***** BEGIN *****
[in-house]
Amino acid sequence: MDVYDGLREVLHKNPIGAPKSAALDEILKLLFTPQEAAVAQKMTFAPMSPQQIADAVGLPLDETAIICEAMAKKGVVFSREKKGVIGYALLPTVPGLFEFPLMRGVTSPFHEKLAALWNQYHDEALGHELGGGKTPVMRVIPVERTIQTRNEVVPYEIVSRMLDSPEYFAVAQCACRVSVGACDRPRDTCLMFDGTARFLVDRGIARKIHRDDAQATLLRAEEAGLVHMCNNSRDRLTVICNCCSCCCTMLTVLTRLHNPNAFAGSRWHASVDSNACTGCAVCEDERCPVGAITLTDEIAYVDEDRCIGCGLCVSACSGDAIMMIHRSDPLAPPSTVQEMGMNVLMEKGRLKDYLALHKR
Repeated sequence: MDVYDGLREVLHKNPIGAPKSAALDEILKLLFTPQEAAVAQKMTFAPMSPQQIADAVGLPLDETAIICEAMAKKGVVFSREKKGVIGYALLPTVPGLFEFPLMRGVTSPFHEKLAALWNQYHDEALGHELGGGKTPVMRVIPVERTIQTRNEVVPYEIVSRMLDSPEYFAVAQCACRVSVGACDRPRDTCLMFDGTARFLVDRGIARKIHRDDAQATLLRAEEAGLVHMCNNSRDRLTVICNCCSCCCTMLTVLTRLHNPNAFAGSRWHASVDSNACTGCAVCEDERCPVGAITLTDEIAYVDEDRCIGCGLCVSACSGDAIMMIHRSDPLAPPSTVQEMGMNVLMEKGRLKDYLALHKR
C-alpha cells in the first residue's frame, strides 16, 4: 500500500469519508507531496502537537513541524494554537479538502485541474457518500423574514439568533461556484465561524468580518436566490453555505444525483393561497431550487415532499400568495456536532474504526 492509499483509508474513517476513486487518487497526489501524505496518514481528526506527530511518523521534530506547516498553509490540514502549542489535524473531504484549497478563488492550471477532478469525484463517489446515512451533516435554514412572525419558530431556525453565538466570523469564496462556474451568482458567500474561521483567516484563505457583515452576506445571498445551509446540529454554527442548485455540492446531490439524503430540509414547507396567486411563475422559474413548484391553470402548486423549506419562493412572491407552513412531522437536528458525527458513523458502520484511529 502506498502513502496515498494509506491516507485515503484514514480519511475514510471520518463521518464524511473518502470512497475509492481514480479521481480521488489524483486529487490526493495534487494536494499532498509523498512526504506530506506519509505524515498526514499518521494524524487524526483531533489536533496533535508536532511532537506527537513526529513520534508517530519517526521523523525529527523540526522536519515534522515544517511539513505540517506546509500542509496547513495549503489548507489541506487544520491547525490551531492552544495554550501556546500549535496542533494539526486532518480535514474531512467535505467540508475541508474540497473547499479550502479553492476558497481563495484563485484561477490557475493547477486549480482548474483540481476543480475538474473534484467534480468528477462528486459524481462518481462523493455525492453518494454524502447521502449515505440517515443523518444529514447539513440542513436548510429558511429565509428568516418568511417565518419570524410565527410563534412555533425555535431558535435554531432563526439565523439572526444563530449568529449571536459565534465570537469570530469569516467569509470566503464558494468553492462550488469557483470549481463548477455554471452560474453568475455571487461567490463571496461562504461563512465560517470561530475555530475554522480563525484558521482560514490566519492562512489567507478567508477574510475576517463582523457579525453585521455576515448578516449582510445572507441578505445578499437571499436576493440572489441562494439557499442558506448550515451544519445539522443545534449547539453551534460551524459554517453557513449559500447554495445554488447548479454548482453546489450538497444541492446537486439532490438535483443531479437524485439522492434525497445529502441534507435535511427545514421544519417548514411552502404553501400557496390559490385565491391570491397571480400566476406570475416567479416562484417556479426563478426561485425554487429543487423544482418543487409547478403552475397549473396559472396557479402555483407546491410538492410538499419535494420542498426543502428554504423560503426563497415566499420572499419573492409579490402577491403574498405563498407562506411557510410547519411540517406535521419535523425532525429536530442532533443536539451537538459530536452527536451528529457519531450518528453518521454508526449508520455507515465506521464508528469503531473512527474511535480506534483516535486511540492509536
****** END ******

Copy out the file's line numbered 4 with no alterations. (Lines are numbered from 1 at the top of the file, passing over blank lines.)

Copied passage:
C-alpha cells in the first residue's frame, strides 16, 4: 500500500469519508507531496502537537513541524494554537479538502485541474457518500423574514439568533461556484465561524468580518436566490453555505444525483393561497431550487415532499400568495456536532474504526 492509499483509508474513517476513486487518487497526489501524505496518514481528526506527530511518523521534530506547516498553509490540514502549542489535524473531504484549497478563488492550471477532478469525484463517489446515512451533516435554514412572525419558530431556525453565538466570523469564496462556474451568482458567500474561521483567516484563505457583515452576506445571498445551509446540529454554527442548485455540492446531490439524503430540509414547507396567486411563475422559474413548484391553470402548486423549506419562493412572491407552513412531522437536528458525527458513523458502520484511529 502506498502513502496515498494509506491516507485515503484514514480519511475514510471520518463521518464524511473518502470512497475509492481514480479521481480521488489524483486529487490526493495534487494536494499532498509523498512526504506530506506519509505524515498526514499518521494524524487524526483531533489536533496533535508536532511532537506527537513526529513520534508517530519517526521523523525529527523540526522536519515534522515544517511539513505540517506546509500542509496547513495549503489548507489541506487544520491547525490551531492552544495554550501556546500549535496542533494539526486532518480535514474531512467535505467540508475541508474540497473547499479550502479553492476558497481563495484563485484561477490557475493547477486549480482548474483540481476543480475538474473534484467534480468528477462528486459524481462518481462523493455525492453518494454524502447521502449515505440517515443523518444529514447539513440542513436548510429558511429565509428568516418568511417565518419570524410565527410563534412555533425555535431558535435554531432563526439565523439572526444563530449568529449571536459565534465570537469570530469569516467569509470566503464558494468553492462550488469557483470549481463548477455554471452560474453568475455571487461567490463571496461562504461563512465560517470561530475555530475554522480563525484558521482560514490566519492562512489567507478567508477574510475576517463582523457579525453585521455576515448578516449582510445572507441578505445578499437571499436576493440572489441562494439557499442558506448550515451544519445539522443545534449547539453551534460551524459554517453557513449559500447554495445554488447548479454548482453546489450538497444541492446537486439532490438535483443531479437524485439522492434525497445529502441534507435535511427545514421544519417548514411552502404553501400557496390559490385565491391570491397571480400566476406570475416567479416562484417556479426563478426561485425554487429543487423544482418543487409547478403552475397549473396559472396557479402555483407546491410538492410538499419535494420542498426543502428554504423560503426563497415566499420572499419573492409579490402577491403574498405563498407562506411557510410547519411540517406535521419535523425532525429536530442532533443536539451537538459530536452527536451528529457519531450518528453518521454508526449508520455507515465506521464508528469503531473512527474511535480506534483516535486511540492509536